Jack, We Hardly Knew Ye (Anniversary of JFK’s Death)


November 22, 2002

I just realized that tomorrow is the 22nd of November. On November 22, 1963 John F. Kennedy was put to death before the eye of the world. I was ten years old at the time. Like many people, I remember exactly where I was and what I was doing when I heard this news. I realize that a fairly lightweight little bulletin that reaches a number of people comparable to that of a small Baptist church in Kentucky or a reasonably full Airbus is hardly the place for great moaning polemics on the snuffing by force of liberal ideals or the insidious refusal of fascism to just die of embarassment, but what the hell.

I just didn’t want to let another anniversary go unobserved by me. This little missive is my JFK memorial.

I remember when Jack Kennedy came to my hometown of Pueblo, Colorado in the summer of 1963. Maybe it wasn’t even summer. Maybe it was on the same fatal trip. It would have made sense for him to stop in Colorado before heading further South. He had come to speak upon the allocation by Congress of funds to build a dam and reservoir in Pueblo, a stubbornly arid place.

East 4th Street was the way to Pueblo’s little airport. It was also the main street to the Barrio, the Mexican neighborhood, my neighborhood. All of us mexicans loved Kennedy because he was Catholic like us and because we perceived him as being on the side of those of us outside the grace of white America. We all lined up there on east 4th street, hoping to catch a glimpse of him. As it turned out, he didn’t stop, but he did slow down.

I remember seeing him there, backlit by the glare of the Colorado sun. I was amazed to see that his hair was red. The sun in that red hair made him look like very Apollo himself, Dionysos, Balder, the hung god come to perish for his beauty.

It doesn’t matter that Kennedy turned out to be another Irish machine politico, a spoiled frat boy with a bad back. Like the Russians after Stalin, we were all basking in the thaw after so many numb years under Eisenhower, and like the Russians we would have to learn what it felt like to have the cage door slammed back in our face.

Now we have empty suits like Clinton and Blair and Schroeder and Bush, fronting like the pimps they are for the fascist reptiles who truly call the shots around here. Ah well, I will nip this diatribe in the bud before it goes on too long.

I remember you, Jackie boy. I remember November 22nd. There. I have said enough.

bye now


Uneasy Listening, Origins of the Mosquito

November 2, 2002


Greetings earthlings.

I seem to have been absent from your inboxes for a while. Miss me? I sure did. Time and tide find me in Athens again, preparing a show with my goombah Coti K. We will do our “Uneasy Listening” show at the AN club here in Athens on Saturday Nov. 9 and Sunday Nov. 10. If you happen to live in Greece, or you are desperate and fanatic, be sure to catch us. This show is an example of “surreal cabaret” and/or “semiotic stress disorder”. We are using some handy modern gadgetry and some very modern attitudes to take everyone’s minds off of the great shrieking pit of existential nausea that is life in the first part of the 21st century. Whew. Excuse me. I was looking at a picture of George Bush and I lost the will to live for a second there.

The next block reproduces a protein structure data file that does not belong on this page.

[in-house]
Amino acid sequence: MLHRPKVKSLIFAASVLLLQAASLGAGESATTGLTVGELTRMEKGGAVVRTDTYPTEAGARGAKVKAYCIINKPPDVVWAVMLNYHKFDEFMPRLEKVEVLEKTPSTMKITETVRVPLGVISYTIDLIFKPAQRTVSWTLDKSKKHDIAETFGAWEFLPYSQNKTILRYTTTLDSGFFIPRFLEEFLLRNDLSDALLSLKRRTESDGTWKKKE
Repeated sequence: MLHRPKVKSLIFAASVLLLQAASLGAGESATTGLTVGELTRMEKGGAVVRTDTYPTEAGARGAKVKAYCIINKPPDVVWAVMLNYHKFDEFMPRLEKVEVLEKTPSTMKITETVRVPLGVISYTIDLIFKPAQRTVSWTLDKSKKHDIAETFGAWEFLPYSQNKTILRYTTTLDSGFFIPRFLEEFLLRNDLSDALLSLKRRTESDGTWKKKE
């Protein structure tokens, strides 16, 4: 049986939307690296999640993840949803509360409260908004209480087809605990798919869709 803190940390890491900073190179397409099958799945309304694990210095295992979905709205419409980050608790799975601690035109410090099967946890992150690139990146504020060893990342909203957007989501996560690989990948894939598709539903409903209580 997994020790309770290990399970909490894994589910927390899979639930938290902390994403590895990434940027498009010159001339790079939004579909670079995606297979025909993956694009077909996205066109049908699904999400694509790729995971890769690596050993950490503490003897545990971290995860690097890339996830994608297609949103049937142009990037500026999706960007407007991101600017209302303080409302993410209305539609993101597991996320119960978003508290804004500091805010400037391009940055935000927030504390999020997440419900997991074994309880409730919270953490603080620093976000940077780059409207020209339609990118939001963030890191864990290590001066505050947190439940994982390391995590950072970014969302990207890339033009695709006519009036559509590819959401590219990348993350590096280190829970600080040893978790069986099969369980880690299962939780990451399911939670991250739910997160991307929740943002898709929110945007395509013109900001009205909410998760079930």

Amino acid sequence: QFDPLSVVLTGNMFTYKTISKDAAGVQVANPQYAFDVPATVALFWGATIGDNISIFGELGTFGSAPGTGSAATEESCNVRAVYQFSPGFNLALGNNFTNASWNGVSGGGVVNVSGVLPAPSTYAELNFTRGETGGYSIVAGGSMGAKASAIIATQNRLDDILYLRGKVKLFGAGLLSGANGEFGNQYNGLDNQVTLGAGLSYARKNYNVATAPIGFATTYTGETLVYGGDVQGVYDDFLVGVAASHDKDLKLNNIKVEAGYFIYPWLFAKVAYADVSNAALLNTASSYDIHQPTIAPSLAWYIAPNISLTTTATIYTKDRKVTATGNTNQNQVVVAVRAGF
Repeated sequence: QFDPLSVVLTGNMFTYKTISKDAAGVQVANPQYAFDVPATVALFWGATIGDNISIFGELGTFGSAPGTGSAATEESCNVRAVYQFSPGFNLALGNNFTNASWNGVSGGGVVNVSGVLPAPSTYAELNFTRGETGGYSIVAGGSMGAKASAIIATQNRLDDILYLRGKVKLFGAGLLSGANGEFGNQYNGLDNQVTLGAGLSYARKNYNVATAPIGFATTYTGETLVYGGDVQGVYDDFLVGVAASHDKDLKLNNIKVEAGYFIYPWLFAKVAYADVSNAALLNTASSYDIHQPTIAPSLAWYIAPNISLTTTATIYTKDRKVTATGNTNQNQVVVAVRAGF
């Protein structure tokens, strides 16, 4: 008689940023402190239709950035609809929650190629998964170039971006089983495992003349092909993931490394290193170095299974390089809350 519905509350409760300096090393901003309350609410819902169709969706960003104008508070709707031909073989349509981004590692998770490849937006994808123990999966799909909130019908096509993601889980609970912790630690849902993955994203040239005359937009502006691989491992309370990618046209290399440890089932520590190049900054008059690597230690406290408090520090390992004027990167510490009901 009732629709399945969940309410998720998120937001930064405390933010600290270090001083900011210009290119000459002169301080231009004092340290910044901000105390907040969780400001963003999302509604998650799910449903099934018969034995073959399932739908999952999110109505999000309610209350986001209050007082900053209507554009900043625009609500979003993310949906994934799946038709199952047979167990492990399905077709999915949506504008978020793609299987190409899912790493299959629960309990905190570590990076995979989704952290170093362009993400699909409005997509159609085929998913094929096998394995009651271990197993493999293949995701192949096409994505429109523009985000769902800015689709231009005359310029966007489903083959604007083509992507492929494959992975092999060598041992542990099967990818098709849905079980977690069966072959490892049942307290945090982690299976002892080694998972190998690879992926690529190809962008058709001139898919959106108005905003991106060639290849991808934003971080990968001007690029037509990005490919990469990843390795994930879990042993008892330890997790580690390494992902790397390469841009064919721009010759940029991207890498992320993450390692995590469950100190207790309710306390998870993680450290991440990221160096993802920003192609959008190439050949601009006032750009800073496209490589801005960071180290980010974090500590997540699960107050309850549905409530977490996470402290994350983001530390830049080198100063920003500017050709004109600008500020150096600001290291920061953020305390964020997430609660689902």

Other than that, things are ticking along well enough. Tuxedomoon is still lollygagging around, waiting for the proper home for our next “proper studio release”. Oh well. “We will sell no swine before its time”.

Enough o’ my yakkin’. I feel compelled to share a little story with y’all. I have had mosquitoes on the mind lately, from rehearsing the “Uneasy Listening” tune called “Re-Build the Mosquito” and since the little hell-spawned fiends refuse to do the decent thing and become extinct. They are still active in Greece. You think we get this climate without having to suffer? Hah.

Here is perhaps the only myth in human culture which bothered to explain the mosquito.

The Young Chamorrita Bride who turns into a Mosquito

One day the son of a chief from Talofofo on the island of Guam wanted to marry a young 
Chamorrita girl who was the daughter of the chief from Tamuning. When the couple 
received the consent from their parents, they agreed to marry. 
Soon after, the young bride died unexpectedly. Because of his undying love for his wife, 
the husband kept her body by his side and wept day after day.
After a while, he built a raft from a dokdok tree put his wife’s body on the raft and started 
out to sea. Suddenly a taotaomona appeared before him. It said to the young Chamorro, “I 
can bring your wife back to life.” 
“In order to do this, I need a pin made of bamboo.” The young Chamorro husband made a 
pin of bamboo and gave it to the taotaomona who stuck it into his hand. Blood from the 
wound flowed onto his wife’s body, and behold, she came back to life. 
“that’s a pretty neat trick,” said the man.
“thank you,” replied the taotaomona and disappeared.
Soon the young husband, tiring of sea food, decided to swim to shore to get some fresh 
fruit. On his return with the fruits, he saw his lovely wife standing on the raft with the 
She told him that she was going away with the taotaomona. The enraged husband knew 
that he would have to kill her for betraying him. He stabbed her with the same bamboo pin 
which had brought her back to life. (The taotaomona, being no fool had buggered off.)
Her blood flowed into the water of the river, and she disappeared. As her blood emptied 
into the ocean, it turned into mosquito larvae. It is not known what happened to the young 
husband, though some believe that he became a taxi driver in Athens.

Today when a mosquito bites people, it is sucking blood with its long proboscis, trying to 
get back enough blood to become the once beautiful young bride which once lived on 
Thank you for your kind attention. See you at the taotaomona’s place for Guamian snacks.